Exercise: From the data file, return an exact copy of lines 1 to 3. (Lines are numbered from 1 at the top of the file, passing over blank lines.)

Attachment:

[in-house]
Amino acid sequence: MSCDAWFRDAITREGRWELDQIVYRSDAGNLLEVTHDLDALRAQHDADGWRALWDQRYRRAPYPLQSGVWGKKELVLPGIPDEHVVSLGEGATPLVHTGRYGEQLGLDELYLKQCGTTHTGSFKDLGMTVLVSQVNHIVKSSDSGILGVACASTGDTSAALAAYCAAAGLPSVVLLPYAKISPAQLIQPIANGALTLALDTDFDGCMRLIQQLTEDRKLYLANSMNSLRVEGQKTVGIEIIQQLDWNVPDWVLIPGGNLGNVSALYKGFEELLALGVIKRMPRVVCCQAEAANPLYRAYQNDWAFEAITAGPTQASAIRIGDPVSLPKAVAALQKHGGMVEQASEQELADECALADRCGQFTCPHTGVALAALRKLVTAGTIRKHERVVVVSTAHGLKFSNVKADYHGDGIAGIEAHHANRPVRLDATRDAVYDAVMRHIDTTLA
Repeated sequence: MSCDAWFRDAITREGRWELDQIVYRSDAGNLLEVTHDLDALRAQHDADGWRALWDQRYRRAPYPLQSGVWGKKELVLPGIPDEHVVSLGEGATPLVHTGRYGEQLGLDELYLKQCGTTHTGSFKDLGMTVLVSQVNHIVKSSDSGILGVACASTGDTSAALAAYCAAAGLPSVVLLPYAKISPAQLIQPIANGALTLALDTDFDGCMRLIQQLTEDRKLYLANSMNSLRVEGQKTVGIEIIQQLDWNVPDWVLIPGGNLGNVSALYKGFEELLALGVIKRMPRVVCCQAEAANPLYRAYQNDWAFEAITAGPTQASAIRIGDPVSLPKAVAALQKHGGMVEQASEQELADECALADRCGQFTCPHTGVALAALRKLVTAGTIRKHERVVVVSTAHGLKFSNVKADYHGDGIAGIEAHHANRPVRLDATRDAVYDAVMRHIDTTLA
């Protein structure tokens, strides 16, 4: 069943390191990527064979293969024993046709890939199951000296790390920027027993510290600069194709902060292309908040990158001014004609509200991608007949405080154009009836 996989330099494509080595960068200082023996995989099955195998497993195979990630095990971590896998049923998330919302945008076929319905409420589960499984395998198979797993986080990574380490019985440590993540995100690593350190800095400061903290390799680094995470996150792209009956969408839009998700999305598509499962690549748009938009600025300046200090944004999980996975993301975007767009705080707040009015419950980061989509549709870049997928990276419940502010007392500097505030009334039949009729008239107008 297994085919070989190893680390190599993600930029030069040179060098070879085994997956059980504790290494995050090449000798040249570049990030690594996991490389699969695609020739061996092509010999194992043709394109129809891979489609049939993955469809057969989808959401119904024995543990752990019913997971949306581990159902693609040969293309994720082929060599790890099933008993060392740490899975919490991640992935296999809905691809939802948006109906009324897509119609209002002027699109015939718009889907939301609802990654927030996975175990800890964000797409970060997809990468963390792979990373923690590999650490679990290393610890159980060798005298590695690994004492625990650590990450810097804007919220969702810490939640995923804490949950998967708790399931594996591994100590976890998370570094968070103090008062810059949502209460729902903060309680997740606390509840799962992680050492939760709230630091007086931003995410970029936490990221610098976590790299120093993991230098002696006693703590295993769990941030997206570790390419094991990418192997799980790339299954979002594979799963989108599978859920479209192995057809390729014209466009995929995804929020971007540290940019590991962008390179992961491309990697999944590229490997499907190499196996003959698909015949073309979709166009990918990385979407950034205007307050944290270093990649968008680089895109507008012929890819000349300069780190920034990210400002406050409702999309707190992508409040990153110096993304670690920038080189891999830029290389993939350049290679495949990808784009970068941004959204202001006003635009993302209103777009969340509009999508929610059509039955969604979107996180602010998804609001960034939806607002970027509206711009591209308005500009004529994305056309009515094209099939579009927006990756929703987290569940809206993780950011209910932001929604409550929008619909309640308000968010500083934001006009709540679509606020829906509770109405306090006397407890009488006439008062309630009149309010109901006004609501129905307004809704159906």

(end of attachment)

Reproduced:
[in-house]
Amino acid sequence: MSCDAWFRDAITREGRWELDQIVYRSDAGNLLEVTHDLDALRAQHDADGWRALWDQRYRRAPYPLQSGVWGKKELVLPGIPDEHVVSLGEGATPLVHTGRYGEQLGLDELYLKQCGTTHTGSFKDLGMTVLVSQVNHIVKSSDSGILGVACASTGDTSAALAAYCAAAGLPSVVLLPYAKISPAQLIQPIANGALTLALDTDFDGCMRLIQQLTEDRKLYLANSMNSLRVEGQKTVGIEIIQQLDWNVPDWVLIPGGNLGNVSALYKGFEELLALGVIKRMPRVVCCQAEAANPLYRAYQNDWAFEAITAGPTQASAIRIGDPVSLPKAVAALQKHGGMVEQASEQELADECALADRCGQFTCPHTGVALAALRKLVTAGTIRKHERVVVVSTAHGLKFSNVKADYHGDGIAGIEAHHANRPVRLDATRDAVYDAVMRHIDTTLA
Repeated sequence: MSCDAWFRDAITREGRWELDQIVYRSDAGNLLEVTHDLDALRAQHDADGWRALWDQRYRRAPYPLQSGVWGKKELVLPGIPDEHVVSLGEGATPLVHTGRYGEQLGLDELYLKQCGTTHTGSFKDLGMTVLVSQVNHIVKSSDSGILGVACASTGDTSAALAAYCAAAGLPSVVLLPYAKISPAQLIQPIANGALTLALDTDFDGCMRLIQQLTEDRKLYLANSMNSLRVEGQKTVGIEIIQQLDWNVPDWVLIPGGNLGNVSALYKGFEELLALGVIKRMPRVVCCQAEAANPLYRAYQNDWAFEAITAGPTQASAIRIGDPVSLPKAVAALQKHGGMVEQASEQELADECALADRCGQFTCPHTGVALAALRKLVTAGTIRKHERVVVVSTAHGLKFSNVKADYHGDGIAGIEAHHANRPVRLDATRDAVYDAVMRHIDTTLA